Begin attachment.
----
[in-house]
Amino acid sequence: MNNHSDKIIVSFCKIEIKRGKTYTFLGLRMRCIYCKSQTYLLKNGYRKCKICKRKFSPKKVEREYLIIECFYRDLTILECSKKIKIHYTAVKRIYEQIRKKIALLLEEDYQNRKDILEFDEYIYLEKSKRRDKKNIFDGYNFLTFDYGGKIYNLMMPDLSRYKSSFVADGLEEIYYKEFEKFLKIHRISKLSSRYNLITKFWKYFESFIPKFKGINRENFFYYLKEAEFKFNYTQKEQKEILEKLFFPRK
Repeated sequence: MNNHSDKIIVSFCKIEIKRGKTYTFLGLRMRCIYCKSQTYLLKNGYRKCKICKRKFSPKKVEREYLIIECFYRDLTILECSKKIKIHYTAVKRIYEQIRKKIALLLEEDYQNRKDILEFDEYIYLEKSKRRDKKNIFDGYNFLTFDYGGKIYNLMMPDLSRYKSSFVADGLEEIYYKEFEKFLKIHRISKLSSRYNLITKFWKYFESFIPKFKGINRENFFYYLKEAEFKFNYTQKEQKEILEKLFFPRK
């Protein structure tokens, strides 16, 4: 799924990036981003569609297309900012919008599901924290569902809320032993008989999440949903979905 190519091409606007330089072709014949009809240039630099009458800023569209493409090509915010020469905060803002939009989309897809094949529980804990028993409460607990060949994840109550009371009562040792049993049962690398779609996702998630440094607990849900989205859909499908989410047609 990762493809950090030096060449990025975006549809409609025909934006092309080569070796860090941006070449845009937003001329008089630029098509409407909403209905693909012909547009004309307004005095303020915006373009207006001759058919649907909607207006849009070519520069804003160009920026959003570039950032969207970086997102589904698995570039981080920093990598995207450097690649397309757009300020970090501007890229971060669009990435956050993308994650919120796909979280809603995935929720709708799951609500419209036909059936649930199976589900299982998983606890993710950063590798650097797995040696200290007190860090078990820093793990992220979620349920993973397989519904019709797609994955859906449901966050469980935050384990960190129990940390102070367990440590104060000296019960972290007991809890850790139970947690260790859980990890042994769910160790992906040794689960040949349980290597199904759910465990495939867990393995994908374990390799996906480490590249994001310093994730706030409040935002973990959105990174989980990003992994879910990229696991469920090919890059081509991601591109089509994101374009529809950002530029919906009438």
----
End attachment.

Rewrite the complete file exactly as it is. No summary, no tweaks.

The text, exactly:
[in-house]
Amino acid sequence: MNNHSDKIIVSFCKIEIKRGKTYTFLGLRMRCIYCKSQTYLLKNGYRKCKICKRKFSPKKVEREYLIIECFYRDLTILECSKKIKIHYTAVKRIYEQIRKKIALLLEEDYQNRKDILEFDEYIYLEKSKRRDKKNIFDGYNFLTFDYGGKIYNLMMPDLSRYKSSFVADGLEEIYYKEFEKFLKIHRISKLSSRYNLITKFWKYFESFIPKFKGINRENFFYYLKEAEFKFNYTQKEQKEILEKLFFPRK
Repeated sequence: MNNHSDKIIVSFCKIEIKRGKTYTFLGLRMRCIYCKSQTYLLKNGYRKCKICKRKFSPKKVEREYLIIECFYRDLTILECSKKIKIHYTAVKRIYEQIRKKIALLLEEDYQNRKDILEFDEYIYLEKSKRRDKKNIFDGYNFLTFDYGGKIYNLMMPDLSRYKSSFVADGLEEIYYKEFEKFLKIHRISKLSSRYNLITKFWKYFESFIPKFKGINRENFFYYLKEAEFKFNYTQKEQKEILEKLFFPRK
């Protein structure tokens, strides 16, 4: 799924990036981003569609297309900012919008599901924290569902809320032993008989999440949903979905 190519091409606007330089072709014949009809240039630099009458800023569209493409090509915010020469905060803002939009989309897809094949529980804990028993409460607990060949994840109550009371009562040792049993049962690398779609996702998630440094607990849900989205859909499908989410047609 990762493809950090030096060449990025975006549809409609025909934006092309080569070796860090941006070449845009937003001329008089630029098509409407909403209905693909012909547009004309307004005095303020915006373009207006001759058919649907909607207006849009070519520069804003160009920026959003570039950032969207970086997102589904698995570039981080920093990598995207450097690649397309757009300020970090501007890229971060669009990435956050993308994650919120796909979280809603995935929720709708799951609500419209036909059936649930199976589900299982998983606890993710950063590798650097797995040696200290007190860090078990820093793990992220979620349920993973397989519904019709797609994955859906449901966050469980935050384990960190129990940390102070367990440590104060000296019960972290007991809890850790139970947690260790859980990890042994769910160790992906040794689960040949349980290597199904759910465990495939867990393995994908374990390799996906480490590249994001310093994730706030409040935002973990959105990174989980990003992994879910990229696991469920090919890059081509991601591109089509994101374009529809950002530029919906009438």